“I haven’t got everything right. And I’ll take my fair share of the criticism and the blame… We’re all terribly sorry for what this pandemic has done to the world and to this country.”

An excellent example of not answering the question.

The Liberal Party has always been a party of elites. The idea that economics and society are intertwined is abhorrent to them. Economics is the domain of the wealthy and privileged, and society belongs to those of class and privilege.

Defence involved in rollout of vaccine

The Prime Minister didn’t say sorry; he did say that if he had his time again, he’d have done the vaccine rollout differently:

“If I had my time over, I would have put [the rollout] under military operation from the outset, and not later in the year,” he said.

“As we went through those early months and we had the challenges that we had with the Health Department… I took the decision to send in General (John) Frewen and change the way we did it.

“[We] set up a change in the command structure, how logistics were managed, how it was planned.

“And it worked but I wish I’d done that earlier, and that’s a lesson.”

“Mr Morrison also said the confusion around whether and when aged care patients could be taken to public hospitals was another issue that proved challenging during the outbreaks in 2020.”

Lieutenant General John Frewen was responsible for the oversight of the COVID-19 vaccine rollout.

Safety in Parliament

The Prime Minister was asked what changes had been made to make Parliament and its political offices safer this year than last year.

Morrison answered that the most crucial difference this time around was the independent complaints body that was in place for anyone who was previously too worried about coming forward.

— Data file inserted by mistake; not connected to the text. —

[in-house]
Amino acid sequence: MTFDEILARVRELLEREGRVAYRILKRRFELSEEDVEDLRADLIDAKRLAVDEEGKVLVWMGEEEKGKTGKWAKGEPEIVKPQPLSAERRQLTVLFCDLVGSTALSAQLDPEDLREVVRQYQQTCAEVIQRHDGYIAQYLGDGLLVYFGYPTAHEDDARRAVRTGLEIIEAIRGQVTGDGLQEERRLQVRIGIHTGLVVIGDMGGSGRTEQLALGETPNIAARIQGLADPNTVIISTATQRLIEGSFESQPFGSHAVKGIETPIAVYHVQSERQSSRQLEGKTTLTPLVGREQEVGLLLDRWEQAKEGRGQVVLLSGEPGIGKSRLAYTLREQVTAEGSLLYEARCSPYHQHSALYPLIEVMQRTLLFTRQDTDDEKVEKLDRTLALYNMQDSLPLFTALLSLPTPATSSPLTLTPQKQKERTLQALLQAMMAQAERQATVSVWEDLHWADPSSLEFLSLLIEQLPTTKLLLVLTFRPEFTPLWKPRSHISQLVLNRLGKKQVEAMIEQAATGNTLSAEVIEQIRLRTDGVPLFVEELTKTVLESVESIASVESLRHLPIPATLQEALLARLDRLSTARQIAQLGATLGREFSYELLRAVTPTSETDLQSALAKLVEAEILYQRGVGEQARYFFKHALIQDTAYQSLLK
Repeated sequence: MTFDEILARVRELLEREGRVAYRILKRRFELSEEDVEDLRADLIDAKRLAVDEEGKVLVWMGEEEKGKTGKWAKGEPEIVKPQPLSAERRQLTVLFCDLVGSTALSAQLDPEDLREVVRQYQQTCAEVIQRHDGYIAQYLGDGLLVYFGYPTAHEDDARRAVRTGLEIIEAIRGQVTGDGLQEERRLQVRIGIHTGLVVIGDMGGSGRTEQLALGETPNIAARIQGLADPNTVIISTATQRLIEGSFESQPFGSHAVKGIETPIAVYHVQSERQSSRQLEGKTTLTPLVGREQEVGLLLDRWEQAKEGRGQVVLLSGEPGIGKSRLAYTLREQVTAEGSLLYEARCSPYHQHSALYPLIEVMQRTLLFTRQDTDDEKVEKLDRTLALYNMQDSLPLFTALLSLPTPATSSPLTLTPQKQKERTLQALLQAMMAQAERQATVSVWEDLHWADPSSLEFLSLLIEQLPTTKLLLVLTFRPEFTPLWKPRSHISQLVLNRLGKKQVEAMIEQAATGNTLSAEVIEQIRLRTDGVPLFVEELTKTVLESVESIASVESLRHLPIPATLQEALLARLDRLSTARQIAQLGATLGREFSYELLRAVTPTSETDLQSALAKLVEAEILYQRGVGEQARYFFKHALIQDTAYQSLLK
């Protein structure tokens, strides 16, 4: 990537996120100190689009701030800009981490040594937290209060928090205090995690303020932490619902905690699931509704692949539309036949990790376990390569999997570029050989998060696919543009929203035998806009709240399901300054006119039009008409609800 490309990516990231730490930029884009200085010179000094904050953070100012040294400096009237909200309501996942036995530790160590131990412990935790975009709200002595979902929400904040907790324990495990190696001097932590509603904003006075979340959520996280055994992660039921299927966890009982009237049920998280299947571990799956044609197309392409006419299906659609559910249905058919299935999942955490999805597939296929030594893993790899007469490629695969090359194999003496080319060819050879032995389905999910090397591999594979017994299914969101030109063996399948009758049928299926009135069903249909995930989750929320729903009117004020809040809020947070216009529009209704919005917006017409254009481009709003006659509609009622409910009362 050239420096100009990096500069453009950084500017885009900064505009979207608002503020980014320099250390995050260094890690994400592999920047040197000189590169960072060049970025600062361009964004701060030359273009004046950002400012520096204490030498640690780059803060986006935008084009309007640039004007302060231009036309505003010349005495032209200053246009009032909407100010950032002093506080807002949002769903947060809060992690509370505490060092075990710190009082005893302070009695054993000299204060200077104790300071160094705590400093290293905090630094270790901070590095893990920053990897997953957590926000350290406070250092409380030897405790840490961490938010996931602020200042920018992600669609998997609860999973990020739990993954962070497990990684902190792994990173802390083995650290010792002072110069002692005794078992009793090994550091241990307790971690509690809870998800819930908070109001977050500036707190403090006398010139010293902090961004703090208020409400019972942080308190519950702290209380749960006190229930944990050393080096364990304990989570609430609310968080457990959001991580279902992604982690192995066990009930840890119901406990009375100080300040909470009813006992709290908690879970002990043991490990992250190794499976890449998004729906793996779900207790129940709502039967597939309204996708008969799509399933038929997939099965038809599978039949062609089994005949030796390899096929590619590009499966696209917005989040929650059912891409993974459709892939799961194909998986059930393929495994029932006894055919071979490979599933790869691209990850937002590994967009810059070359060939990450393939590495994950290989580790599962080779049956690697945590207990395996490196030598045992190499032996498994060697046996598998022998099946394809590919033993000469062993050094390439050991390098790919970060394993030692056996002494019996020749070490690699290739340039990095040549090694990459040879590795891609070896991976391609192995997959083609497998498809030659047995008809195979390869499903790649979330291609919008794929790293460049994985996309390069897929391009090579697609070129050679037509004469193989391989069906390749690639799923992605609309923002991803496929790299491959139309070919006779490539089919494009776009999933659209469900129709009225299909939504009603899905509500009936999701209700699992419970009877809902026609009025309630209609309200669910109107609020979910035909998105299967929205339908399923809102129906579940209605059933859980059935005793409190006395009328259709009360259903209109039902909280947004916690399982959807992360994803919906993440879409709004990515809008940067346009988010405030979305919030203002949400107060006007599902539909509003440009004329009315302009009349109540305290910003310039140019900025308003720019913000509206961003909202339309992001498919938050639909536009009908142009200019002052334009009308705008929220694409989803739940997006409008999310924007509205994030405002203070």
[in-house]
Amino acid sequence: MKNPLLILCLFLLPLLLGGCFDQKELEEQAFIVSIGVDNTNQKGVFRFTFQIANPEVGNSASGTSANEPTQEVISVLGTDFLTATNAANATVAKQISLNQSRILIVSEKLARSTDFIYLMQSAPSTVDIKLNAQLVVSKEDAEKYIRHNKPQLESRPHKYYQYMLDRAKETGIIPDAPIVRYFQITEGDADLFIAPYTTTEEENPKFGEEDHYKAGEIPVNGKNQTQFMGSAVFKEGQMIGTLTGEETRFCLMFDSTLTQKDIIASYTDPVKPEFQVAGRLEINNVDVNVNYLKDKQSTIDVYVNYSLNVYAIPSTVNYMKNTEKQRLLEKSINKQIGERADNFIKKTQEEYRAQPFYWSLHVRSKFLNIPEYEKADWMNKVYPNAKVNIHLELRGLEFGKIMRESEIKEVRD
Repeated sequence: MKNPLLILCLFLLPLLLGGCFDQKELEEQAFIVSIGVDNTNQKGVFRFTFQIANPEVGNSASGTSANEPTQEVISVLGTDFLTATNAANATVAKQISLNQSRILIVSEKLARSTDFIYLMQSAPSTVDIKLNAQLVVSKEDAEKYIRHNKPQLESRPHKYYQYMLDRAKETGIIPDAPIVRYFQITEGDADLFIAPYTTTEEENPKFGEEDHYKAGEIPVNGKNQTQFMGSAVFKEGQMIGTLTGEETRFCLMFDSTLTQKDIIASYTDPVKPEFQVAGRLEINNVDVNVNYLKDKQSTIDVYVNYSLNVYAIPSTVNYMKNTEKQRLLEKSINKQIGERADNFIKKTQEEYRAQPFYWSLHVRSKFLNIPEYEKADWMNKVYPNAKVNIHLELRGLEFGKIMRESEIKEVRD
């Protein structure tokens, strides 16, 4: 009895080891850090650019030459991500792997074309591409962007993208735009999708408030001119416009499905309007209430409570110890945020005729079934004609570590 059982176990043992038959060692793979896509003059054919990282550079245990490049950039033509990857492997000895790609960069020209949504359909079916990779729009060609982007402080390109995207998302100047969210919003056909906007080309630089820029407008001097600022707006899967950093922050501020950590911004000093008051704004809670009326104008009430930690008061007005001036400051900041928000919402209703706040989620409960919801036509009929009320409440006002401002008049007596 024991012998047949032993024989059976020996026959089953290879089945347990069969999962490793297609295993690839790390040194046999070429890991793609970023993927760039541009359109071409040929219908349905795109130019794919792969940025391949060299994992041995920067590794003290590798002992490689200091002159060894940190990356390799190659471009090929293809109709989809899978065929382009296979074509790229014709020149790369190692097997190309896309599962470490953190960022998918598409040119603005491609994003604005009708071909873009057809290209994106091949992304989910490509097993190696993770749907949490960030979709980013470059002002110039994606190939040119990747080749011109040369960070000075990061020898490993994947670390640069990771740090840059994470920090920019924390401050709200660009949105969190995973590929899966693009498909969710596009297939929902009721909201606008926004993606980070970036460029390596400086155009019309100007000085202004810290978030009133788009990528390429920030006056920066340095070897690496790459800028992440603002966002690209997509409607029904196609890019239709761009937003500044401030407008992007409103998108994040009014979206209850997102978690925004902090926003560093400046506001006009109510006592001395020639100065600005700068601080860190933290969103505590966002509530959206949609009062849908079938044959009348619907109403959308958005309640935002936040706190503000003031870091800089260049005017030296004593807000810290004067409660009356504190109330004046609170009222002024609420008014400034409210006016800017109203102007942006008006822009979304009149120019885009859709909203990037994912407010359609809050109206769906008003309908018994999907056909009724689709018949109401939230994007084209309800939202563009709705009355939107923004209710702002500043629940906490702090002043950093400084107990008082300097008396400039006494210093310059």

That, I think, assists everybody who works in that building,” he said. “Not enough,” l thought.

Unemployment rate

Mr Morrison was exuberant when talking about the difference in the unemployment rates between now and the last time he addressed National Press Club a year ago.

“Unemployment is at 4.2 per cent. When I stood here a year ago, it was 6.6 per cent,” the Prime Minister said.

I find the unemployment figures being thrown around at the moment almost unacceptable, including folk who work one hour a week as in full-time employment totally inappropriate. A new method of measurement needs to be found.

Cost of living

When asked about what his Government would, or could, do to ease the rising cost of living for millions of Australians. Mr Morrison’s answer was an off the shelf one:

“That is why good economic management was more important than ever.”

The truth is that the cost of living will be a significant item in this election.

When asked a standard stock question on how much a loaf of bread, a litre of petrol and a rapid antigen test cost, Mr Morrison replied that:

“I’m not going to pretend to you that I go out each day and I buy a loaf of bread and I buy a litre of milk.”

“The point is that I do my job every day to ensure that those things are as affordable as they possibly can be for Australians every single day.”

In any campaign, an answer is essential, and candidates should know it off the top of their heads. Indeed, he drives past a servo in his travels.

How do you know if he is telling the truth?

A long line of journalists asked further questions about the public anger with the PM, a few on aged care, a royal commission question on COVID-19 to which Morrison gave a non-committal answer.